The objective of this research is to study, from a mathematical perspective, physical properties of heterogeneous media. Heterogeneous media are ubiquitous. Some examples are ocean flows, atmospheric turbulence, oil-bearing sands, and biological tissues. Understanding of properties of such media is relevant to aspects of virtually every branch of science and engineering (e.g., materials science, chemical engineering, geophysics, medical imaging, fluid dynamics). One of the components of this project concerns adaptive optics. Adaptive optics is a method to improve accuracy of astronomical telescopes, laser communication systems, and other optical devices. The main source of distortion in these devices comes from atmospheric turbulence. The aim of this part of the project is to understand the mechanism of this distortion. Another component of this research concerns changes in salinity or chlorofluorocarbon on the surface of the ocean. Oceanic vortices may dramatically change mixing rates of various chemical compounds. The aim of this element in project is to estimate these rates in simpler mathematical models to illuminate the mechanisms present in the full problem.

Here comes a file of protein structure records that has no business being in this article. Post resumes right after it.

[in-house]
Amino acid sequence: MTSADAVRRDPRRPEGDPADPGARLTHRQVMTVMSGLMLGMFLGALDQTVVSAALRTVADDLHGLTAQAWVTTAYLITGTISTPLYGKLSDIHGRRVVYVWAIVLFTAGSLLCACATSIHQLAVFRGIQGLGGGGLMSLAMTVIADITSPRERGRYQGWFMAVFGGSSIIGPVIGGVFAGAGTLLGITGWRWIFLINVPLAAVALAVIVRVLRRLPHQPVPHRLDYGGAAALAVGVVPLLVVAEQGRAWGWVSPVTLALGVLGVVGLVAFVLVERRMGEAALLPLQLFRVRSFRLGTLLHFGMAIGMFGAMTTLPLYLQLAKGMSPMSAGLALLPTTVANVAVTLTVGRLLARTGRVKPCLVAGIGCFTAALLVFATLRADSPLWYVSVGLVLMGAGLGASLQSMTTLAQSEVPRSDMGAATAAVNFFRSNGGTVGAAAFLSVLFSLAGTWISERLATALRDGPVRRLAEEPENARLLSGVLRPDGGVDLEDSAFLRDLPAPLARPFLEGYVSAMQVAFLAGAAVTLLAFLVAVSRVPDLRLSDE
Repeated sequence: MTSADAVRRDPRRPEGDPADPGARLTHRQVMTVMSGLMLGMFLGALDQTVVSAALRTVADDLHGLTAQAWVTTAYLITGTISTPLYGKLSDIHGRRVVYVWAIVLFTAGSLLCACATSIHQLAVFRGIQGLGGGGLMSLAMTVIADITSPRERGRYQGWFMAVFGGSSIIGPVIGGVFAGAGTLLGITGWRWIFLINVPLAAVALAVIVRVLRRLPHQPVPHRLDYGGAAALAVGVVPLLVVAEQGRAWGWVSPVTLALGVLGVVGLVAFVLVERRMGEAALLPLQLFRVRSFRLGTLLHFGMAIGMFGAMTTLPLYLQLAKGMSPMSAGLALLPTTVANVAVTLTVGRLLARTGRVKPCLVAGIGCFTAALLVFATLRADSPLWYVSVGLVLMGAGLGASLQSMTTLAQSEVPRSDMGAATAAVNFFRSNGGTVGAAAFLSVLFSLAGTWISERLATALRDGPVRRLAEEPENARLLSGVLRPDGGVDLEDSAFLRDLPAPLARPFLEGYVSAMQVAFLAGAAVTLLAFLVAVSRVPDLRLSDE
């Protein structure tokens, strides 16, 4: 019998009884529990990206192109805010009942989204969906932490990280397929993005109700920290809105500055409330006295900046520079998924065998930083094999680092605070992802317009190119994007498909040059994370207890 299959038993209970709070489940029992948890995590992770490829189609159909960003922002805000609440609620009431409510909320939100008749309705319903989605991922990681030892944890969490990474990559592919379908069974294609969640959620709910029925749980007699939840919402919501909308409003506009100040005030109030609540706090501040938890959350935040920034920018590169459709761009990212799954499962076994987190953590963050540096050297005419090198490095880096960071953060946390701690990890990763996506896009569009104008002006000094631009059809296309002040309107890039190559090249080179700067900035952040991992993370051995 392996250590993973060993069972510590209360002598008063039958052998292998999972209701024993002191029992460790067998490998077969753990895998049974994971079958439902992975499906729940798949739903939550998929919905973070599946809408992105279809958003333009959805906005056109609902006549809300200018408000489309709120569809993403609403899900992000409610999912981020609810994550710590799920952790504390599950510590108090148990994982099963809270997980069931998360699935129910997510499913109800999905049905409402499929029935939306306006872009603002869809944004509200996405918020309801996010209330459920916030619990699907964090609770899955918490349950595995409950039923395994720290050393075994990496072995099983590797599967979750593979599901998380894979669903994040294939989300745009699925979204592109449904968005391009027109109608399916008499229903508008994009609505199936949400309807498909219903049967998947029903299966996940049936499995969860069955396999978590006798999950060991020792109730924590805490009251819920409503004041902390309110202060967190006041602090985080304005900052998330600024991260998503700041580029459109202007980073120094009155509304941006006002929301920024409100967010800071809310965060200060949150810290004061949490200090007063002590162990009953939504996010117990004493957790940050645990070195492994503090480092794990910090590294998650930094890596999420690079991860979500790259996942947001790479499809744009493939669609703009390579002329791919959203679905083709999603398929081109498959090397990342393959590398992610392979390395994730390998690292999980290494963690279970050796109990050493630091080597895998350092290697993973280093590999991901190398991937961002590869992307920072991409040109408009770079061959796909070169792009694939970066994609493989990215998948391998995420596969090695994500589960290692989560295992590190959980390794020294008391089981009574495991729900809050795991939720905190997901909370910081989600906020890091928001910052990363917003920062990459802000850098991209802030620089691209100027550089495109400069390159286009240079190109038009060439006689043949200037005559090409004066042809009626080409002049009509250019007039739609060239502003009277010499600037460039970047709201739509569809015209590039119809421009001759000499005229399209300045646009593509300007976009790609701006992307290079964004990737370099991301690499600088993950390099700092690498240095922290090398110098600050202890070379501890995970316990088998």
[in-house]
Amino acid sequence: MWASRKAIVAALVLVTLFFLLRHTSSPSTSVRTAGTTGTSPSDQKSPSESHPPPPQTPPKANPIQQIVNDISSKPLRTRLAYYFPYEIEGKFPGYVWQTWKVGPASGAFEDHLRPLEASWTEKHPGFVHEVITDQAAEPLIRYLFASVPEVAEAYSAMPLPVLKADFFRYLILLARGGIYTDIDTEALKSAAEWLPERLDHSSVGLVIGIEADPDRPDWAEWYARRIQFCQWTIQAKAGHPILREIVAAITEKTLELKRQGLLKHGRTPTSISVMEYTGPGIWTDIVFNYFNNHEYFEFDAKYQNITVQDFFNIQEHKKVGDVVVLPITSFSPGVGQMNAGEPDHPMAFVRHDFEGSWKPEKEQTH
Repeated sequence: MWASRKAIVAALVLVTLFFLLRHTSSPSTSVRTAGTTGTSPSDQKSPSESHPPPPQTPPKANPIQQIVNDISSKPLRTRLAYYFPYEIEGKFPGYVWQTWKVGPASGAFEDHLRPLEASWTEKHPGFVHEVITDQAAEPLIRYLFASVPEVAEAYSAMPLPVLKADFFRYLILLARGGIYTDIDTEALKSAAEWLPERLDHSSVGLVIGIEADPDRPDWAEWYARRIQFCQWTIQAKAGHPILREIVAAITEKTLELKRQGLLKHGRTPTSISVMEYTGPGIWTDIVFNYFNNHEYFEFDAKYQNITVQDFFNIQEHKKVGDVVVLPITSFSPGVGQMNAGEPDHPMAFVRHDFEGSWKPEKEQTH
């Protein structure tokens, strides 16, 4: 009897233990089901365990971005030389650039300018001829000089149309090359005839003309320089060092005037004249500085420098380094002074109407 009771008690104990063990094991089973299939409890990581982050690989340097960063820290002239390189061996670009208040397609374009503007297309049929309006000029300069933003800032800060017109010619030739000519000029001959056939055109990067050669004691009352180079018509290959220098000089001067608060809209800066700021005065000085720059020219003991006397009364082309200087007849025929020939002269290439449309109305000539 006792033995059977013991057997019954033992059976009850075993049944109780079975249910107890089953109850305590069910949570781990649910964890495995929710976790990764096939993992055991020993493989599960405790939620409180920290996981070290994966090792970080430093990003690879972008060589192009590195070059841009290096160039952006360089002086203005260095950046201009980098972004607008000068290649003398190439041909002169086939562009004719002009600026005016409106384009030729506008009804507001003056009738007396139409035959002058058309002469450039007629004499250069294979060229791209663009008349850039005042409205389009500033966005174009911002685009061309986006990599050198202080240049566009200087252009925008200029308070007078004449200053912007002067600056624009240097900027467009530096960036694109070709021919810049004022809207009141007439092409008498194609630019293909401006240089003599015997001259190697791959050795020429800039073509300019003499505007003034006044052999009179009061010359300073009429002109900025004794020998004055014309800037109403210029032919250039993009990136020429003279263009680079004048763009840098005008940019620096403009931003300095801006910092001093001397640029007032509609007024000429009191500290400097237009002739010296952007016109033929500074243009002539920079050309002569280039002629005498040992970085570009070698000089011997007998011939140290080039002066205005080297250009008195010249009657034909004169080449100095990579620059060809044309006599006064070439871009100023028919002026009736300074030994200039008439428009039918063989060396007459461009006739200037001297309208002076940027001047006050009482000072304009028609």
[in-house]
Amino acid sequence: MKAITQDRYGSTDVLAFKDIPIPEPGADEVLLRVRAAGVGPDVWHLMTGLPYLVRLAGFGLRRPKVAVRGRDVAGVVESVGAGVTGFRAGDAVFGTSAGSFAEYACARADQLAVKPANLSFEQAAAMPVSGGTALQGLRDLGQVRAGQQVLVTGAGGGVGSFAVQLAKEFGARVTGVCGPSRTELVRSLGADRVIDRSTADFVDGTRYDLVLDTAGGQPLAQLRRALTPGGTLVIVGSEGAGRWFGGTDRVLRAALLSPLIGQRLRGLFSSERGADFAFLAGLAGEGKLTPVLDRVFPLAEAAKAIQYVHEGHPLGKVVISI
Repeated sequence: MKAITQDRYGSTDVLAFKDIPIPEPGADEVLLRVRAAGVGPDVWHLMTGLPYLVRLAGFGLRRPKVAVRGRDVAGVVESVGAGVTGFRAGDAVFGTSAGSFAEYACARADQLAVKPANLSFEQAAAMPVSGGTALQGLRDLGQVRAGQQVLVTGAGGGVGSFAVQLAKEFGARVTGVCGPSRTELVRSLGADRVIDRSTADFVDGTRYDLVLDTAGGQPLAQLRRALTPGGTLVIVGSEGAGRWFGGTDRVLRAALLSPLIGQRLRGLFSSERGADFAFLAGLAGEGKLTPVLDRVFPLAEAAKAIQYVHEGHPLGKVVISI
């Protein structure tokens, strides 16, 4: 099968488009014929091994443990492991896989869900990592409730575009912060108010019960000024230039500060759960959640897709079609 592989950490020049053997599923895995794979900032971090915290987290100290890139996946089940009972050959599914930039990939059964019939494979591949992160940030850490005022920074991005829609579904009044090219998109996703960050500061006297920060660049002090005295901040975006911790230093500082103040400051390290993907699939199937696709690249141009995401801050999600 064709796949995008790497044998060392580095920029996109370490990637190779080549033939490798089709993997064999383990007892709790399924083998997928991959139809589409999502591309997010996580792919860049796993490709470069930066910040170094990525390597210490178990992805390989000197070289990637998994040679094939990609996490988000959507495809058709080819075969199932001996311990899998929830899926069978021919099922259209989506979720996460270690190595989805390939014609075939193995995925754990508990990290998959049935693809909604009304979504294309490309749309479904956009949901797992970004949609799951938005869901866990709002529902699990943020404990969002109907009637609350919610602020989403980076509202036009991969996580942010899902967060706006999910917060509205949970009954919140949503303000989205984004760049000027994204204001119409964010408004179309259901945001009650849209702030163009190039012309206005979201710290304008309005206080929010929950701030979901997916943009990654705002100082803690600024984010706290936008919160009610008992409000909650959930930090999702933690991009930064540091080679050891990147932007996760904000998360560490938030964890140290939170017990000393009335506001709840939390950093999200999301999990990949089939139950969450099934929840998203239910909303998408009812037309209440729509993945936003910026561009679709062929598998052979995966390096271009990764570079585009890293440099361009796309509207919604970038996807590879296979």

Numerical simulation of wave propagation in heterogeneous media is still beyond reach of modern computers. In practice it leads to use of various simplified approximations. The derivation and justification of these approximations is delicate. Many difficulties of such derivation are already found in a simpler setup of particle propagation in heterogeneous media. One of the goals of this research is to develop tools and a better understanding of approximate models for particle propagation in heterogeneous media. This project concentrates on transport of particles in slowly decorrelating media, because it was observed recently that propagation in slowly decorrelating media has properties with no analogs in rapidly decorrelating media. One of the outcomes of this project will be a rigorous justification of the Random Travel Time Approximation - a method used in adaptive optics. The second project concentrates on anomalous diffusion of tracer particles in a strong array of opposing vortices. Anomalously fast transport of particles in presence of strong vortices was observed by oceanographers in 1980s. A goal of this project is to justify mathematically this predicted phenomenon.
|Effective start/end date||6/15/15 → 10/31/20|
- National Science Foundation: $388,107.00